Storage Grabs Video Limelight

Dispatches from NAB, where vendors have tapped one of the richest verticals of all

April 25, 2006

3 Min Read
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Storage networking is a major focal point for broadcasters and video production crews, judging news emanating from the National Association of Broadcasters conference in Las Vegas this week.

  • Video production gear maker Avid Technology said today it will now support more of its competitors on its storage arrays. For instance, even though Avid has software that competes against the Final Cut series from Apple, it will allow customers to run that application on Avid systems. Avid also unveiled a slew of enhancements to its arrays, which range from the lower-end VideoRAID series (up to 2.5 Tbytes) to the enterprise-level ISIS (up to 192 Tbytes). (See AVID Intros Open Storage.)

  • Ciprico enhanced its MediaVault series of video and broadcast RAID arrays with more sophisticated RAID 6 support. The arrays also have 4-Gbit/s Fibre Channel connectivity and expanded capacity. (See Ciprico Unveils Enhancements.)

  • The oddly named G-Technology unveiled a new G-SPEED storage array with 4-Gbit/s Fibre Channel connectivity and RAID 6. The vendor aims the new system at users requiring storage for a range of video editing requirements. (See G-Tech Unveils Media Array.)

A slew of other announcements, some made last week, highlight the ongoing interest of mainstream storage firms in the multibillion-dollar digital video and broadcasting technology market. Among these are ADIC, Myricom, and Neterion. (See 10G Supply Exceeds Demand.) Also on display in Las Vegas is software from Atempo, a new media-savvy array from iQstor, and SATA II RAID controllers from component maker AMCC, which are being demonstrated in systems from Rorke Data and other storage suppliers. (See Atempo Protects Movies, IQstor Unveils Array, and AMCC Demos RAID Components.)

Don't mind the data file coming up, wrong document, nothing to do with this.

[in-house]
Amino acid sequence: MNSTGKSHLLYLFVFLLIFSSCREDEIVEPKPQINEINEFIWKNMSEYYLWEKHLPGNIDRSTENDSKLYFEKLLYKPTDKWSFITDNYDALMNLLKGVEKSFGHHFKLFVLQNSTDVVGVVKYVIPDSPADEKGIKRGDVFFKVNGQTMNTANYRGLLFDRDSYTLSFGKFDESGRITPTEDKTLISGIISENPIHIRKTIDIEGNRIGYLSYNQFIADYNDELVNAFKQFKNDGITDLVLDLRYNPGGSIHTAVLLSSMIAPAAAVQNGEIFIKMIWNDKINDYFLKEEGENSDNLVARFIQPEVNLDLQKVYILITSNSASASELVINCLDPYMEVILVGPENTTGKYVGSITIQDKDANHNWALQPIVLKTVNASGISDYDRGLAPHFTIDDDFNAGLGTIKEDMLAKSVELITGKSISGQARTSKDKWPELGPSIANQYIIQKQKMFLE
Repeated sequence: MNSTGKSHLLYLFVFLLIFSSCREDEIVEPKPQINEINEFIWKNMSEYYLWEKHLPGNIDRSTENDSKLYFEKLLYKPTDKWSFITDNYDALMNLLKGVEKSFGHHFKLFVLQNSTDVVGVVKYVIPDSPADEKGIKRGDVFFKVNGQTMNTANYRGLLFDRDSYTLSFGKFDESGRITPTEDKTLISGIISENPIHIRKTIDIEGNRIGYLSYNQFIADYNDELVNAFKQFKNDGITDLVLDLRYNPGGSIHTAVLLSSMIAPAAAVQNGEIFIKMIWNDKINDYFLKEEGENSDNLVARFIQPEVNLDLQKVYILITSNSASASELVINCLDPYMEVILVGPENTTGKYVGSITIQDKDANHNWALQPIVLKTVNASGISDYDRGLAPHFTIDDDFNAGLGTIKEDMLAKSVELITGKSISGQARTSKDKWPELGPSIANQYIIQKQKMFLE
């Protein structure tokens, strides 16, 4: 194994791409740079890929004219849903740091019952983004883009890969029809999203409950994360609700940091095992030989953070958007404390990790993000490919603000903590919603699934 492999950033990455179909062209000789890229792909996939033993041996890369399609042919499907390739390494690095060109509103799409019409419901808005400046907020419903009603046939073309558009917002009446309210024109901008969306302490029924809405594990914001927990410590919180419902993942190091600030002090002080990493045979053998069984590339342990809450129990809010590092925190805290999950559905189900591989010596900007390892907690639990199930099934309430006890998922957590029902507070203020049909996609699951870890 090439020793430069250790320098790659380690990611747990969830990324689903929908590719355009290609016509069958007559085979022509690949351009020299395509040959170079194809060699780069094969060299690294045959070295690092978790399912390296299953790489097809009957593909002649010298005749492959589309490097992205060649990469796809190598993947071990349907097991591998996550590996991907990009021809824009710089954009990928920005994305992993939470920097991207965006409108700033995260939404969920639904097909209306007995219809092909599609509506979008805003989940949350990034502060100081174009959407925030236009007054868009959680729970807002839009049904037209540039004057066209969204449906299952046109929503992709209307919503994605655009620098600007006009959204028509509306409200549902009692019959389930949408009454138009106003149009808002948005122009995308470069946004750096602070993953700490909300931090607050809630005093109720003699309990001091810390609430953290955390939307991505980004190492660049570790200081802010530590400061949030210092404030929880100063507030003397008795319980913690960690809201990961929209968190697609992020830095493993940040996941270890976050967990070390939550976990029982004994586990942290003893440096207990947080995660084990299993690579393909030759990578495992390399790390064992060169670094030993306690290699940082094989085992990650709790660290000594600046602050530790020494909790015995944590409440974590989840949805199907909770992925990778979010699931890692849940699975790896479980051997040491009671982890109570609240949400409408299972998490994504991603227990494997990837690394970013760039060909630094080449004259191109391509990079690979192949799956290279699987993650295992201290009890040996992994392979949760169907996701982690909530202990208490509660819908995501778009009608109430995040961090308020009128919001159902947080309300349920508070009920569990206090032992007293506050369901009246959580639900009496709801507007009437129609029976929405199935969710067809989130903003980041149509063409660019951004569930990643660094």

To be clear, storage vendors didn't just discover the video vertical. (See Lights, Camera... NAS!.) What's new here is that storage vendors have pumped up the volume to be heard above the din of the massive NAB meeting. And an especially promising area appears to be managing and storing digital content on the Internet.

Last Friday, for example, digital media software startup Venaca closed its first financing round, clinching an undisclosed sum to promote S3, a software for indexing, archiving, and managing digital content such as video, audio, and rich media Web pages across different platforms.

S3 applies metadata tags to the content, which it then monitors and archives. The startup has already clinched deals with some big-name customers, including Turner Entertainment, and New York City-based Lifetime Entertainment Services, where Burchill was formerly CEO."This market is really heating up," says Bob Markham, senior research analyst at Forrester Research, explaining that more and more broadcasters are looking to make shows and TV ads available via the Internet.

Markham feels that digital media technologies, which were once exclusive to the broadcast industry, are now starting to creep into the enterprise mainstream. "You have companies like Procter & Gamble and financial services firms that have to manage a whole amount of media," he explains, adding that specialist digital media systems could be ideal for storing and delivering enterprise marketing and advertising data.

Mary Jander, Site Editor, and James Rogers, Senior Editor, Byte and Switch

Organizations mentioned in this article:

  • Advanced Digital Information Corp. (Nasdaq: ADIC)

  • Apple Inc. (Nasdaq: AAPL)

  • Avid Technology Inc. (Nasdaq: AVID)

  • Ciprico Inc. (Nasdaq: CPCI)

  • Forrester Research Inc.

  • G-Technology Inc.

  • Myricom Inc.

  • Neterion Inc.

  • Venaca Inc.

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